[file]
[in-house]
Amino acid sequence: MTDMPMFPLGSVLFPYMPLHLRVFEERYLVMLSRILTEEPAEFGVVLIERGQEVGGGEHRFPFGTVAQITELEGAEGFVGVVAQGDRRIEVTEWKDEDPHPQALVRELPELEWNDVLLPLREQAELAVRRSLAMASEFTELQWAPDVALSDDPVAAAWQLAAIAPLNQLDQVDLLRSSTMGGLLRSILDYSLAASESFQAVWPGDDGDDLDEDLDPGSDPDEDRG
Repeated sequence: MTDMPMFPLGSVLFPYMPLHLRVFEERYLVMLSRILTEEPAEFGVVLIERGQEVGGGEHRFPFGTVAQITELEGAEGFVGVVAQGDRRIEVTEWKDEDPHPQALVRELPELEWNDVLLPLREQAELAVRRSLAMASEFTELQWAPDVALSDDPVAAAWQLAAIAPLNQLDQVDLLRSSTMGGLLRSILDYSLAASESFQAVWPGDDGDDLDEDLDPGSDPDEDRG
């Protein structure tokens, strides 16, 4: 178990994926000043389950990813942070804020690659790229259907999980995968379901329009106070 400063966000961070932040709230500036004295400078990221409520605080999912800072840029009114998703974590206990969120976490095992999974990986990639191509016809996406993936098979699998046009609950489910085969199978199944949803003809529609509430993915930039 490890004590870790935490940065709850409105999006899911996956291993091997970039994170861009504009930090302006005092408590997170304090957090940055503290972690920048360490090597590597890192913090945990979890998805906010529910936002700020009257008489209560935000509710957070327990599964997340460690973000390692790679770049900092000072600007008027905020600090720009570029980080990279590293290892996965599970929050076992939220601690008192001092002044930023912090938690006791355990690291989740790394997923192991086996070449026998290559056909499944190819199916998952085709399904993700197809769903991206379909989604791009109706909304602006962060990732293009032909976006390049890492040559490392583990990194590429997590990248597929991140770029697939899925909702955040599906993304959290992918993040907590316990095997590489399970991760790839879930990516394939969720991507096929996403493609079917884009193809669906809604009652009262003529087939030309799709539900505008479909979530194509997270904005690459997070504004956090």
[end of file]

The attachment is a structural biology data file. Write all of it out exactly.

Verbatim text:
[in-house]
Amino acid sequence: MTDMPMFPLGSVLFPYMPLHLRVFEERYLVMLSRILTEEPAEFGVVLIERGQEVGGGEHRFPFGTVAQITELEGAEGFVGVVAQGDRRIEVTEWKDEDPHPQALVRELPELEWNDVLLPLREQAELAVRRSLAMASEFTELQWAPDVALSDDPVAAAWQLAAIAPLNQLDQVDLLRSSTMGGLLRSILDYSLAASESFQAVWPGDDGDDLDEDLDPGSDPDEDRG
Repeated sequence: MTDMPMFPLGSVLFPYMPLHLRVFEERYLVMLSRILTEEPAEFGVVLIERGQEVGGGEHRFPFGTVAQITELEGAEGFVGVVAQGDRRIEVTEWKDEDPHPQALVRELPELEWNDVLLPLREQAELAVRRSLAMASEFTELQWAPDVALSDDPVAAAWQLAAIAPLNQLDQVDLLRSSTMGGLLRSILDYSLAASESFQAVWPGDDGDDLDEDLDPGSDPDEDRG
């Protein structure tokens, strides 16, 4: 178990994926000043389950990813942070804020690659790229259907999980995968379901329009106070 400063966000961070932040709230500036004295400078990221409520605080999912800072840029009114998703974590206990969120976490095992999974990986990639191509016809996406993936098979699998046009609950489910085969199978199944949803003809529609509430993915930039 490890004590870790935490940065709850409105999006899911996956291993091997970039994170861009504009930090302006005092408590997170304090957090940055503290972690920048360490090597590597890192913090945990979890998805906010529910936002700020009257008489209560935000509710957070327990599964997340460690973000390692790679770049900092000072600007008027905020600090720009570029980080990279590293290892996965599970929050076992939220601690008192001092002044930023912090938690006791355990690291989740790394997923192991086996070449026998290559056909499944190819199916998952085709399904993700197809769903991206379909989604791009109706909304602006962060990732293009032909976006390049890492040559490392583990990194590429997590990248597929991140770029697939899925909702955040599906993304959290992918993040907590316990095997590489399970991760790839879930990516394939969720991507096929996403493609079917884009193809669906809604009652009262003529087939030309799709539900505008479909979530194509997270904005690459997070504004956090």